The body of the animal has several defenses against cold. The first is the hair coat which grows longer in winter and offers considerable help in conserving heat and repelling cold. Under winter conditions, if an animal’s coat cover is wet and muddy, then energy requirements for maintenance can easily double, particularly if the animal is not protected from the wind. Energy from intake of hay that is adequate for maintenance in normal years is falling far short of the requirement this year. Cold conditions are not too difficult for cattle but when rain and wind are added, heat loss is multiplied several times by the effects of conduction and evaporation. Under these circumstances the “wind chill factor” referred to by the weatherman has real meaning to Continue reading →
The OSU Extension Beef Team will be hosting the 2019 Ohio Beef Cattle School. The School will be held on Tuesday, February 5, 2019 starting at 7:00 p.m. As in year’s past with the Beef School, county or area Extension offices will serve as hosts for local clientele.
Cattlemen have faced many environmental and production challenges thus far in the winter of 2018-2019. Strategies need to be implemented immediately to improve the chances for efficient and profitable production this year. Listed below is the agenda for the webinar:
“Winter Management of the Cow Herd to Insure a Productive 2019”
* Introduction: Analyzing the Current Situation: What is the quality and quantity of your hay supply and what is the Continue reading →
In this month’s Forage Focus podcast, host Christine Gelley, an Extension Educator with The Ohio State University Agriculture & Natural Resources in Noble County, talks with Jefferson/Harrison County ANR Educator Erika Lyon about soil health, especially as it relates to the damage down to Ohio’s forage fields during a year of constantly waterlogged and trampled soils.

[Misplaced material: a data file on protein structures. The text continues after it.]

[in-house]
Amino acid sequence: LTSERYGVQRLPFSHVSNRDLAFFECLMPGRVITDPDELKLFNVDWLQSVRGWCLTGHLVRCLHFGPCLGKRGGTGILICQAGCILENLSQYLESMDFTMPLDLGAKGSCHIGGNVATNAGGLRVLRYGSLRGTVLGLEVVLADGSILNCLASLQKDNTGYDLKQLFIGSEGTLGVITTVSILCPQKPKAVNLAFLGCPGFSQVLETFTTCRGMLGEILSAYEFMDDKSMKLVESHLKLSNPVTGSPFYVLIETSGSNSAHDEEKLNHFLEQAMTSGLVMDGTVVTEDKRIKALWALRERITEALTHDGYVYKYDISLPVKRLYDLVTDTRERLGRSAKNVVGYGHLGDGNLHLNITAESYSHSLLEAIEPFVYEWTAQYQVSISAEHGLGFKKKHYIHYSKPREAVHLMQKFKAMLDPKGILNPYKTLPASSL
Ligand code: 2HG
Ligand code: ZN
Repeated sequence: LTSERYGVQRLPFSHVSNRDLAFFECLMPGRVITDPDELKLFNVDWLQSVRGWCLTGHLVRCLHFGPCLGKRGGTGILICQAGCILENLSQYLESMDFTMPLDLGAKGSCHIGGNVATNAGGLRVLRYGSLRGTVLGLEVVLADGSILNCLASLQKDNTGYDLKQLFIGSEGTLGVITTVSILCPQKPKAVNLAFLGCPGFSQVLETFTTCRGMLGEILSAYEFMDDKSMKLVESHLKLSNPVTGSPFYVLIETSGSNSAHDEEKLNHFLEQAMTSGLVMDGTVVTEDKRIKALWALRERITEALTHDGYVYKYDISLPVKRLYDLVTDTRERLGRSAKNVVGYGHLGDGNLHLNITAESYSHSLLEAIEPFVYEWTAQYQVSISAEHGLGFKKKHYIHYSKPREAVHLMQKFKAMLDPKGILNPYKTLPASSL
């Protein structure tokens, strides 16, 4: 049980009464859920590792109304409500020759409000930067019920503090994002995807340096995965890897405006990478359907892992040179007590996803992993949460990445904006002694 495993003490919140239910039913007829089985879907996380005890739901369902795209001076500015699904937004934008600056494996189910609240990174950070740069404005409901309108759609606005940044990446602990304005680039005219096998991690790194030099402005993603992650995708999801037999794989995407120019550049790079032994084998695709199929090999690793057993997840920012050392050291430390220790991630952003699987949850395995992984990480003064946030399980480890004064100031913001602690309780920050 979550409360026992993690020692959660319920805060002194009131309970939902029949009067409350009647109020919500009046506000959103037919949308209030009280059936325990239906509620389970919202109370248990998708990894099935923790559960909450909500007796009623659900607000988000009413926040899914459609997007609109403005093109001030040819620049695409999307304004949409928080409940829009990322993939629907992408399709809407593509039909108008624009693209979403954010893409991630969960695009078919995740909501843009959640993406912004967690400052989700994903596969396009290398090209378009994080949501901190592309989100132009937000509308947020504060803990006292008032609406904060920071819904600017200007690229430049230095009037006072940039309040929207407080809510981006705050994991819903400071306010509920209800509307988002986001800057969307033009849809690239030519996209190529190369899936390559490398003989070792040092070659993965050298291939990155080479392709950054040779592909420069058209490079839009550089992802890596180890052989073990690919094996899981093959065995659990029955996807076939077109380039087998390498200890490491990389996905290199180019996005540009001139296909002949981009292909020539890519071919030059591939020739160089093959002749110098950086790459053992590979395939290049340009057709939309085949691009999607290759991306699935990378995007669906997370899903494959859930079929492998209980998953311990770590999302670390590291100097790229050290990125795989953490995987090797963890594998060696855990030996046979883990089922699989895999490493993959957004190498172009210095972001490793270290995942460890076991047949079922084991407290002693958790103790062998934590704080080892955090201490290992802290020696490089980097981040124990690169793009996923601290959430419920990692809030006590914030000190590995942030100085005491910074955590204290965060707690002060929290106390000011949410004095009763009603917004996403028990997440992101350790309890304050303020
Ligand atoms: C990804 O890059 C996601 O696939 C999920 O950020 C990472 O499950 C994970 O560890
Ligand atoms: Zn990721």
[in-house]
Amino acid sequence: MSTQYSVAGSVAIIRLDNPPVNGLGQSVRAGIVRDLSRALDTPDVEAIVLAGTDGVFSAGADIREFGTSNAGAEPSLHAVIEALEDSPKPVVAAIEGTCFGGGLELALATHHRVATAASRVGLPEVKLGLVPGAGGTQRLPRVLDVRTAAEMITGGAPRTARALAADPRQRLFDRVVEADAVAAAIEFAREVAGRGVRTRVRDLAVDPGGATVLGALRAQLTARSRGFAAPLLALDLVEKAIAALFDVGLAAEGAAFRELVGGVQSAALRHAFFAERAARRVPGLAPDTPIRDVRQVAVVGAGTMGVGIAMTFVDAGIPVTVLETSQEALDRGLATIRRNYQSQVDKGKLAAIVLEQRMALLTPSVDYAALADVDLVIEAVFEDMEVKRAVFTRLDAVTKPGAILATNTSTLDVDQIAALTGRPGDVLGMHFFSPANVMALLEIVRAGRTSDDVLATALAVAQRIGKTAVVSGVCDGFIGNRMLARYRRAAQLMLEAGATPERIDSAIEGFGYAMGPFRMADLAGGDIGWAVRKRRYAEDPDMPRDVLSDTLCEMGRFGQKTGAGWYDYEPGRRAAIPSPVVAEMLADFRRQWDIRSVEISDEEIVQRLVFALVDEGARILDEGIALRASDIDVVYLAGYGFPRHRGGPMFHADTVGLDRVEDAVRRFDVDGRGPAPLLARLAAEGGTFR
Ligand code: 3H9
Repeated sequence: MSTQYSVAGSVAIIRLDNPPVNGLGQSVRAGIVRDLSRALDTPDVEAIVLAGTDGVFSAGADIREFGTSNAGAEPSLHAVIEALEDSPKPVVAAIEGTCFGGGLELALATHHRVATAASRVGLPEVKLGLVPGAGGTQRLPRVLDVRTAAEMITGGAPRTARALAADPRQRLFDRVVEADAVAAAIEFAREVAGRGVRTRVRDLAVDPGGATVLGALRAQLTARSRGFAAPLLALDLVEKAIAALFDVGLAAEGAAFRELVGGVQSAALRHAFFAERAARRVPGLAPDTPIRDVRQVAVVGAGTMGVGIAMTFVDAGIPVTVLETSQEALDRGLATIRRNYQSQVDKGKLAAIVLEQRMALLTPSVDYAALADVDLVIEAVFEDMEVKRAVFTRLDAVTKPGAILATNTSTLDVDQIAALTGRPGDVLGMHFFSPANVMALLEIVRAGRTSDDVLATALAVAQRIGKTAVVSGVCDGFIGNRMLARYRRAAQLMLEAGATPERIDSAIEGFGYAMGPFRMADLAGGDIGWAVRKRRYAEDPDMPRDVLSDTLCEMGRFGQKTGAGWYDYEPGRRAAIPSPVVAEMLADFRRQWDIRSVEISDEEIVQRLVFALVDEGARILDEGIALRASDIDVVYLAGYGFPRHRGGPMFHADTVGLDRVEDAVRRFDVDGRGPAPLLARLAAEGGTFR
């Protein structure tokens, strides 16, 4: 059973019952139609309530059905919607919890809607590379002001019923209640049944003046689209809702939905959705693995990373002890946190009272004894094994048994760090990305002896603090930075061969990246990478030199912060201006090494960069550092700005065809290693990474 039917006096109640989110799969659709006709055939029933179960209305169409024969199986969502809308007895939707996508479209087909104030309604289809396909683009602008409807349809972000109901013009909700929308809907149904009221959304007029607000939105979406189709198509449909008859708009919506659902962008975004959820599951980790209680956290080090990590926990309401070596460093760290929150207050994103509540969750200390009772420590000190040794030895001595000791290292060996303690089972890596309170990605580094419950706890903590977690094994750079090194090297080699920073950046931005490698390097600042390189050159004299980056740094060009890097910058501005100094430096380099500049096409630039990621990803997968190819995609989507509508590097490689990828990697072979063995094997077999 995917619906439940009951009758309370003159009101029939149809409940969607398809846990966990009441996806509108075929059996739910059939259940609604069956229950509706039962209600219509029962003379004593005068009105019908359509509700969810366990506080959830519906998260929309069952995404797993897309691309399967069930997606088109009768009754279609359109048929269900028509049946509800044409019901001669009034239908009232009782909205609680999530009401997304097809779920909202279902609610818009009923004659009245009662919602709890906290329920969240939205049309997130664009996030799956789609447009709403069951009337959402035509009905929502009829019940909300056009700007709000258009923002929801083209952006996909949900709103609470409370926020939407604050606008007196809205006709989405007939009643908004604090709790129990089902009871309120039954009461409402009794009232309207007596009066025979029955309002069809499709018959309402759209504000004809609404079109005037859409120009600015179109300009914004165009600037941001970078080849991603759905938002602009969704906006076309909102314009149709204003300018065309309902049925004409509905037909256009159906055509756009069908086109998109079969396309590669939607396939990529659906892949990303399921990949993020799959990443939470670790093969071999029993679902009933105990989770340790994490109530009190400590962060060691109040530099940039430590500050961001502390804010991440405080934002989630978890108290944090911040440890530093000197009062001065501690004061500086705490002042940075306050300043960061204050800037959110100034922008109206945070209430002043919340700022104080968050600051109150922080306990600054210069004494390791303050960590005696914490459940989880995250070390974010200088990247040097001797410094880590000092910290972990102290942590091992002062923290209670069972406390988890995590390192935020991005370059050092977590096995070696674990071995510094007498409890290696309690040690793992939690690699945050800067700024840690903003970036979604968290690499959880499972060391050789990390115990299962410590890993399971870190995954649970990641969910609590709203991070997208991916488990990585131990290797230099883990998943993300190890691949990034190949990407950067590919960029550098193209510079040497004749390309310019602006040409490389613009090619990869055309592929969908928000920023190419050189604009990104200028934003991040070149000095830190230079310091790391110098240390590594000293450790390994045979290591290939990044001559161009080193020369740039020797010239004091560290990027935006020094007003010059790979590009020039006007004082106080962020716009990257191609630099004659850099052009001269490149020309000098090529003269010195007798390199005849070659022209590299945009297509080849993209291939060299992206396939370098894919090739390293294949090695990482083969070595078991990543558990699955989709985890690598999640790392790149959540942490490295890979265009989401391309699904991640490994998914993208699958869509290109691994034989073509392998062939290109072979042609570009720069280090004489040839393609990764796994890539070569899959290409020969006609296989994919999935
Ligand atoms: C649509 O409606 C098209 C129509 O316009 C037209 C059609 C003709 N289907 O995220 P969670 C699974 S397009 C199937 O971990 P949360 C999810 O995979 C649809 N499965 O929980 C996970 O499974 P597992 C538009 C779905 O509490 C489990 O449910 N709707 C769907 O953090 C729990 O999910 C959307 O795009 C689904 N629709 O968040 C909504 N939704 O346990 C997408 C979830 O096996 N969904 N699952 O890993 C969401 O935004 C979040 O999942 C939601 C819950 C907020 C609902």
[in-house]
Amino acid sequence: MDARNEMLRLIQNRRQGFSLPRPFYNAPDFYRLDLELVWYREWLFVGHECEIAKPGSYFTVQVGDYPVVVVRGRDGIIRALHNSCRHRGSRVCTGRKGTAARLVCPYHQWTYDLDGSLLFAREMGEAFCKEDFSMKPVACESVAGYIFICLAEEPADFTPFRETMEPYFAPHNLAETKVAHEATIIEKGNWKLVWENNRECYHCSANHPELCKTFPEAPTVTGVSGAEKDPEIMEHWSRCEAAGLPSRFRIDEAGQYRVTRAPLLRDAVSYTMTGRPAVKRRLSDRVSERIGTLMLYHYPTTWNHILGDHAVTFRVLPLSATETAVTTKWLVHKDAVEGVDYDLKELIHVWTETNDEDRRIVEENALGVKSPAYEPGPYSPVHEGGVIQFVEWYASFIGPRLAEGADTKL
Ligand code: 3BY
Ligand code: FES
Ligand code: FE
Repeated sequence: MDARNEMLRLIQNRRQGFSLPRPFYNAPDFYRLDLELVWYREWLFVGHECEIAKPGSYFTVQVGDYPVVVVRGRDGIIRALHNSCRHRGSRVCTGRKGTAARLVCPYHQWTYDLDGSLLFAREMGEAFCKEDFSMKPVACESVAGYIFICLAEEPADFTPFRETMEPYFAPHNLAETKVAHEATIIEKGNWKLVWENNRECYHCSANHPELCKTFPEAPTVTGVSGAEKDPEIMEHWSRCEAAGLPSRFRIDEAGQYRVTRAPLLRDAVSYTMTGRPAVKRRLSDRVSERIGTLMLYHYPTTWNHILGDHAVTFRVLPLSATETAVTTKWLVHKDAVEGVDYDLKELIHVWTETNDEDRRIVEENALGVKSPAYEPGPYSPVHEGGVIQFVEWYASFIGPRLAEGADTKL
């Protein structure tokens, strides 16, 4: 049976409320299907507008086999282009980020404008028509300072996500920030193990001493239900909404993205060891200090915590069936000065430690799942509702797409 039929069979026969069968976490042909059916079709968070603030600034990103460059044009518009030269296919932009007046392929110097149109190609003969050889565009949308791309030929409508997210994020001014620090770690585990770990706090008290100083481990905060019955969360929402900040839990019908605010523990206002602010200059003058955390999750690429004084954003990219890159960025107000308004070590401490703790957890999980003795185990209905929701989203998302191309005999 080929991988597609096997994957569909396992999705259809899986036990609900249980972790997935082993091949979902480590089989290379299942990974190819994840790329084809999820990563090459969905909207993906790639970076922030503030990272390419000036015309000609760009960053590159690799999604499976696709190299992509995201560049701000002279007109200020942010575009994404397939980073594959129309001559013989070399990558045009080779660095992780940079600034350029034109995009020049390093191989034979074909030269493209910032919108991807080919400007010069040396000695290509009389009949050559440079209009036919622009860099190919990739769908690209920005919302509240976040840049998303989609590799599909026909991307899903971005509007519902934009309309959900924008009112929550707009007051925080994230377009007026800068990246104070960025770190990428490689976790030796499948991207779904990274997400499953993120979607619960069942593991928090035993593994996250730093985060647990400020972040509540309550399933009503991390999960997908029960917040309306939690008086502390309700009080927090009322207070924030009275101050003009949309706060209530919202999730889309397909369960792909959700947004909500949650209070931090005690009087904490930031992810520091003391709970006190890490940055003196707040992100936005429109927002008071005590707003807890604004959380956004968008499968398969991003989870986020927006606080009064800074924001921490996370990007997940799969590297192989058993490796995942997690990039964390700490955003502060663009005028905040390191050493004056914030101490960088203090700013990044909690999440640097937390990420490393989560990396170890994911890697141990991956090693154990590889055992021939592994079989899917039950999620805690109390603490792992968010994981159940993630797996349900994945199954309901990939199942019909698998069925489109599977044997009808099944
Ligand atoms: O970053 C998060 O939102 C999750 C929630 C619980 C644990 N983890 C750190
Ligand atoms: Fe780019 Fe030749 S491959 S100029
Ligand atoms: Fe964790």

– Victor Shelton, NRCS State Agronomist/Grazing Specialist
Extreme frost-heaving of the soil. (Photo: NRCS Victor Shelton)
It is 45 degrees outside today as I write this article. I normally appreciate mild winter weather, but when it rains, and temperatures remain above freezing, except for a frivolous teasing of heavy frosts, a pasture can get pretty ugly. I for one wouldn’t mind a little free concrete right now, you know, frozen ground. For many of us, 2018 was an extremely wet year. Some parts of Indiana, including where I live ended up with over 60 inches of rain. That makes me think of a Clint Eastwood quote, “If you think it’s going to rain, it will.”
Strip grazing stockpiled forage is usually a delight. Of course, it is best accomplished under dry or frozen conditions. If the pasture of stockpile is heavy (at least 3,000 pounds of dry matter per acre), then it can often be grazed even under fairly wet conditions without too much long-term damage but, you will need to have a watchful eye.